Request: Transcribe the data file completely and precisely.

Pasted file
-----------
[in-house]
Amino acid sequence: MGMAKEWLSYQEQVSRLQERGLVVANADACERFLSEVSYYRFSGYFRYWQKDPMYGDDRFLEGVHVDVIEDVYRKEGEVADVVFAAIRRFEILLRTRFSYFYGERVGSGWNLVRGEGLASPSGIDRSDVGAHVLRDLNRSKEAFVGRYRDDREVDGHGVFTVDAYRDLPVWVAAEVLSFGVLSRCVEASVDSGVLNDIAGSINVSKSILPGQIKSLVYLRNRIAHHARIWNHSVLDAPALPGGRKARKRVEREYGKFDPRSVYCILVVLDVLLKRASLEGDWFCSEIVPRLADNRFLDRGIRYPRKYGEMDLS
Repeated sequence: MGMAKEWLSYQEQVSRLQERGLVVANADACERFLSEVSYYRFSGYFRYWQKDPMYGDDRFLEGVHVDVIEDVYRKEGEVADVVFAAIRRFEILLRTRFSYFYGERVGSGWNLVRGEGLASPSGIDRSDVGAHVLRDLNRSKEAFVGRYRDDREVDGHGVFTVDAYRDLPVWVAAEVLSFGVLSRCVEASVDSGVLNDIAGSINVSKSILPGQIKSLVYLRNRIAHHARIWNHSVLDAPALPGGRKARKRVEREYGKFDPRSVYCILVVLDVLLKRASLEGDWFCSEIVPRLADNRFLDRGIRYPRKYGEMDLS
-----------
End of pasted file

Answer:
[in-house]
Amino acid sequence: MGMAKEWLSYQEQVSRLQERGLVVANADACERFLSEVSYYRFSGYFRYWQKDPMYGDDRFLEGVHVDVIEDVYRKEGEVADVVFAAIRRFEILLRTRFSYFYGERVGSGWNLVRGEGLASPSGIDRSDVGAHVLRDLNRSKEAFVGRYRDDREVDGHGVFTVDAYRDLPVWVAAEVLSFGVLSRCVEASVDSGVLNDIAGSINVSKSILPGQIKSLVYLRNRIAHHARIWNHSVLDAPALPGGRKARKRVEREYGKFDPRSVYCILVVLDVLLKRASLEGDWFCSEIVPRLADNRFLDRGIRYPRKYGEMDLS
Repeated sequence: MGMAKEWLSYQEQVSRLQERGLVVANADACERFLSEVSYYRFSGYFRYWQKDPMYGDDRFLEGVHVDVIEDVYRKEGEVADVVFAAIRRFEILLRTRFSYFYGERVGSGWNLVRGEGLASPSGIDRSDVGAHVLRDLNRSKEAFVGRYRDDREVDGHGVFTVDAYRDLPVWVAAEVLSFGVLSRCVEASVDSGVLNDIAGSINVSKSILPGQIKSLVYLRNRIAHHARIWNHSVLDAPALPGGRKARKRVEREYGKFDPRSVYCILVVLDVLLKRASLEGDWFCSEIVPRLADNRFLDRGIRYPRKYGEMDLS